The aa differences detected among the outbreak isolates may relate to biological or pathogenic characteristics of the virus. Although our viral culture results are preliminary, they clearly show phenotypic differences between the unique isolate from CSF (06.27), isolated from a neonatal encephalopathy case, and three other isolates from sera associated with either the classical form of the disease or encephalopathy. The larger foci observed in culture with 06.27 could reflect a higher replication rate of the virus and be linked to the specific aa changes identified in nsP1, nsP2, and nsP3. Single aa changes in nsP1, including a Thr/Ile change (residue 538 of Sindbis virus) [
] and a 18-nt deletion in nsP3 have previously been shown to affect neurovirulence in other alphaviruses [
]. However, in the absence of nsP1, nsP2, and nsP3 structural data, it is difficult to predict whether the specific aa changes observed in isolate 06.27 can have a structural or functional impact. We also noted that all the viral sequences determined from either the serum or the isolates from three neonatal encephalopathy cases and an adult meningo-encephalitis case had E1-226V. However, as this genotype is also observed in classical forms of the disease, one cannot conclude on a potential link of E1-226V with neuropathogenesis. Host factors also have to be considered in the occurrence of neurological forms of the disease. For example, the blood–brain crossing may be favoured by age or hypertension.
Molecular signatures of the Indian Ocean outbreak genomes were identified when they were compared to all other reported alphavirus sequences. However, these comparisons have to be considered with caution because of a potential sampling bias due to the small number of previous alphavirus sequences. Nevertheless, these features represent interesting targets for future functional studies, as well as for epidemiological follow-up. One particularly interesting feature was the E1-226V residue (see above). Another interesting molecular signature was E1–284 Asp. Although the pseudo-atomic model of the scaffold used is of modest resolution (the resolution of the crystal structure is limited—approaching 3Å—and the model results of fitting this structure into a 9Å resolution cryo-electron microscopy reconstruction), it appears that the side-chain of Asp 284 interacts with the main chain of an adjacent E1 polypeptide in the virion. Indeed, it is in a position compatible with acceptance of a hydrogen bond from a main chain amide in the contacting E1 protomer. Because the packing is very tight (see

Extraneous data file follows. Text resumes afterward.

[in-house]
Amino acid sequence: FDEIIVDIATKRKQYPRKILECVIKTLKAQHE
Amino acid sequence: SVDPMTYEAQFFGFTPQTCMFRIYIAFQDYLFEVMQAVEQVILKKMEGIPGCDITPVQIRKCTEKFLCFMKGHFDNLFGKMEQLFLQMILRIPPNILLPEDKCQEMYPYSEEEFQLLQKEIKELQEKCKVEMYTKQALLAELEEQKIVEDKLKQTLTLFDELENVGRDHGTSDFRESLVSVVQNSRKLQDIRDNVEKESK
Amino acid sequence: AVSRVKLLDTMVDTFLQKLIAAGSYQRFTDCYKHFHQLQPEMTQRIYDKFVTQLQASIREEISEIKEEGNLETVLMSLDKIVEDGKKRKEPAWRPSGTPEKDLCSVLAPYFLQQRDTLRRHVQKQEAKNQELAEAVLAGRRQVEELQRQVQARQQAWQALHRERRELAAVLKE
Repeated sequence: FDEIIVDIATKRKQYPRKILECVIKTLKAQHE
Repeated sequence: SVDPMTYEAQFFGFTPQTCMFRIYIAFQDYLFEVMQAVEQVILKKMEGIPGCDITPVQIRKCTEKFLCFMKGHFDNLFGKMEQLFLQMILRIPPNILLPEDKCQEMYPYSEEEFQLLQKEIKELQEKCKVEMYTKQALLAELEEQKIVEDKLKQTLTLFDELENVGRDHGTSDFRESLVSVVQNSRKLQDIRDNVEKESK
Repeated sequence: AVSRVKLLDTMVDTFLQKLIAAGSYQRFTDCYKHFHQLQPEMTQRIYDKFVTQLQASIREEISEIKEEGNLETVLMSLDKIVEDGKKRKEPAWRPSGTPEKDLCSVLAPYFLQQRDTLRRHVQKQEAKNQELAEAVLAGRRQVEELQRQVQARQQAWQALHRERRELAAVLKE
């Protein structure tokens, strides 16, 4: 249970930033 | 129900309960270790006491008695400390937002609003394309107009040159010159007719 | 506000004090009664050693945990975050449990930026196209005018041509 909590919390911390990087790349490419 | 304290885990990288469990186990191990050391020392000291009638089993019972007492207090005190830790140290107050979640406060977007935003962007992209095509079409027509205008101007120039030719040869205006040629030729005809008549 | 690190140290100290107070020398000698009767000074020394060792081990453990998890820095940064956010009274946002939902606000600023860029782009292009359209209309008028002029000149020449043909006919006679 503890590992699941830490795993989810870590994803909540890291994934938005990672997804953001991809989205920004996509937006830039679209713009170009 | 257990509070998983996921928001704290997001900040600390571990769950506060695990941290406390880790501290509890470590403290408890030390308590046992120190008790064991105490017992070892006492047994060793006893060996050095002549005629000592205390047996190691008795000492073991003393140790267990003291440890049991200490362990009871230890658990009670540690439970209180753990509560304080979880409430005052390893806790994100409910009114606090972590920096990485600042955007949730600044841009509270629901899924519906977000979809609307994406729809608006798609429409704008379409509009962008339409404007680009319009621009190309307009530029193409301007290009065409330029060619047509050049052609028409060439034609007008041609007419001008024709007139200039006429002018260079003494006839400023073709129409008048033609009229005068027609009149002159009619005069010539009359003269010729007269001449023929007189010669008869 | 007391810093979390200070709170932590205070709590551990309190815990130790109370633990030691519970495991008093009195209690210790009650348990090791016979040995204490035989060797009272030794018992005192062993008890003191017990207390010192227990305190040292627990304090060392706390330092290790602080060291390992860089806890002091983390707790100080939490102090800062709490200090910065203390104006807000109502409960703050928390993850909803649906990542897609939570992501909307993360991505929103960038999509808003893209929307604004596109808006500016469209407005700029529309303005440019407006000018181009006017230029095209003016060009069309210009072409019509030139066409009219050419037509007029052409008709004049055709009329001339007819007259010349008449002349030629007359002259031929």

B), it is possible that the longer glutamic acid side chain (which has an extra CH
2 group compared to Asp or Asn) may introduce a slight distortion at the contact sites, an effect that is propagated by the icosahedral T = 4 symmetry of the virion. Thus, a cooperative effect due to this change at position Asp 284 may play a role in either allowing a less efficient assembly of new particles in infected cells, or a more efficient particle disassembly process during invasion of a new cell, or a combination of both. This information can guide new site-directed mutagenesis studies, using reverse genetics, to test the effect of the Asp/Glu replacement on the virus cycle.
The magnitude and high political profile of the outbreak has underlined the critical lack of knowledge on the biology of CHIKV, contrasting with related model alphaviruses such as Sindbis, Semliki Forest, and Ross River. This situation reflects the fact that chikungunya infection, despite infecting millions of people since its discovery, has been neglected. However, chikungunya disease is clearly responsible for disabling and persistent arthralgia, although it remains unresolved whether the symptoms are due to persistence of the virus or inappropriate immune response [
]. In addition, during the Indian Ocean CHIKV outbreak, a small proportion of the patients (about 123 out of 244,000 infected) developed severe clinical signs such as neurological signs or hepatitis. Whereas neurovirulence and neuroinvasiveness are established for several alphaviruses such as eastern equine encephalitis virus and Venezuelan equine encephalitis virus, only two CHIKV strains had previously been isolated from children with clinical signs suggestive of encephalitis and meningitis [
]. Whether CHIKV Indian Ocean strains have acquired a higher neurovirulence or neuroinvasiveness certainly deserves investigation.
In the absence of efficient vaccine or antiviral therapy, vector control is at present the only way to limit chikungunya transmission. However, the broad geographic distribution of the mosquito vectors
] may allow the expansion of CHIKV to new areas, such as the European or American continents. The molecular data reported here on clinical isolates from the current epidemics should contribute to bridge the gap of knowledge concerning this human pathogen, and will help to provide, in the middle term, more specific and powerful tools to combat it.